Muslim women hold the Koran as they perform the night prayer at a mosque during the holy month of Ramadan in Cairo, August 8, 2011 (Photo: Reuters)
Egypt's endowment ministry has announced volunteering opportunities for the position of women preachers, in cooperation with the National Council for Women.
The announcement, published on Tuesday on the ministry's website, called for women interested in either "preaching, teaching preventive medicine or human development" to work in women-only sections of mosques, forums, and lectures.
Last year, a series of decrees by former interim president Adly Mansour and the endowments ministry tightened the government's control over mosques and preachers.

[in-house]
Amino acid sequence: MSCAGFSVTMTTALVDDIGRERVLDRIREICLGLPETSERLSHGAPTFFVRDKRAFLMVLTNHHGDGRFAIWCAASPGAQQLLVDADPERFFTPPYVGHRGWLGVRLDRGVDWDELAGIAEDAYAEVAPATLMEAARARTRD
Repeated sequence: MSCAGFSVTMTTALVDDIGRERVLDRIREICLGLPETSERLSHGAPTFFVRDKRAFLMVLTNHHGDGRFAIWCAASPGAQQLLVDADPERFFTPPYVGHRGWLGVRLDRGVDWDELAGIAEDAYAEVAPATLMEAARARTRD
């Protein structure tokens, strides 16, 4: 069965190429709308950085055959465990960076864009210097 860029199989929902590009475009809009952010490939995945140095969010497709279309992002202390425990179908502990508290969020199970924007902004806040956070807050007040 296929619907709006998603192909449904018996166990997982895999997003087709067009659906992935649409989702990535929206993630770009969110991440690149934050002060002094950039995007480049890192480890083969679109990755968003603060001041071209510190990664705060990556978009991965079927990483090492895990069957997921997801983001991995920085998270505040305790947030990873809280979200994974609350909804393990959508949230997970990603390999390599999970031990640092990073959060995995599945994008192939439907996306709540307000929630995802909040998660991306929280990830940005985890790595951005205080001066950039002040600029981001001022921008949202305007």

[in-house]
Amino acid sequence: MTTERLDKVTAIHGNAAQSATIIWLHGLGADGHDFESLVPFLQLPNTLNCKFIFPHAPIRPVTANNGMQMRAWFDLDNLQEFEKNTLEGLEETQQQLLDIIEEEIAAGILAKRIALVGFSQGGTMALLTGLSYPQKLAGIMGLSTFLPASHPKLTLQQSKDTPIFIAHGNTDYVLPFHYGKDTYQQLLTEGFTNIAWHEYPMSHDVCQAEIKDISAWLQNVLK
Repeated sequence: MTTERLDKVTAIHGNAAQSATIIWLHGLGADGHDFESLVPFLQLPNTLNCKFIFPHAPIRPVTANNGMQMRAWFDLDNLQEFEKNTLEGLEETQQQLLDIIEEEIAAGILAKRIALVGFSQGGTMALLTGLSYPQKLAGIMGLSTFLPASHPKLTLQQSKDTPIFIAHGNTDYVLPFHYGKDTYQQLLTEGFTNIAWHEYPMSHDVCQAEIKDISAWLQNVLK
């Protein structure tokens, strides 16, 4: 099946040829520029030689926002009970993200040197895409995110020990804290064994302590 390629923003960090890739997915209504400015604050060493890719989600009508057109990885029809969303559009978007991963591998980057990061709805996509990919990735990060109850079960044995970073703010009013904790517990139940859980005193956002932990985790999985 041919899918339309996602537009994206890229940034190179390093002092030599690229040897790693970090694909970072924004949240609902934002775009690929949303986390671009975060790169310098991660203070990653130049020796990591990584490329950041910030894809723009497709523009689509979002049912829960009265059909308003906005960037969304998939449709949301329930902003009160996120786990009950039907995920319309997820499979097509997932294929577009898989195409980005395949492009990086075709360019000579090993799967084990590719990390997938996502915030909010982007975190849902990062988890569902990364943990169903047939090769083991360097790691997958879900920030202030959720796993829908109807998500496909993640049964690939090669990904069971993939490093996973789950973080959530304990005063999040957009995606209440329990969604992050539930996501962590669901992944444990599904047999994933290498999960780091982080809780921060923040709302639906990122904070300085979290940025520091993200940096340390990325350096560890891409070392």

The deccrees aimed to stop the spread of "extremist ideas" and politically-motivated sermons in mosques, and stipulated that all mosques be placed under the ministry's supervision, including small side-street praying areas.
The ministry also issued directives to all its licenced preachers to unify Friday prayers' sermons across the country.
Individuals without official permits from the ministry are not allowed to preach in mosques and face up to a year in jail and a fine of up to LE50, 000 (around $7, 000).
Women in Egypt traditionally volunteer to give religious lectures to other women in mosques or teach the Quran to children.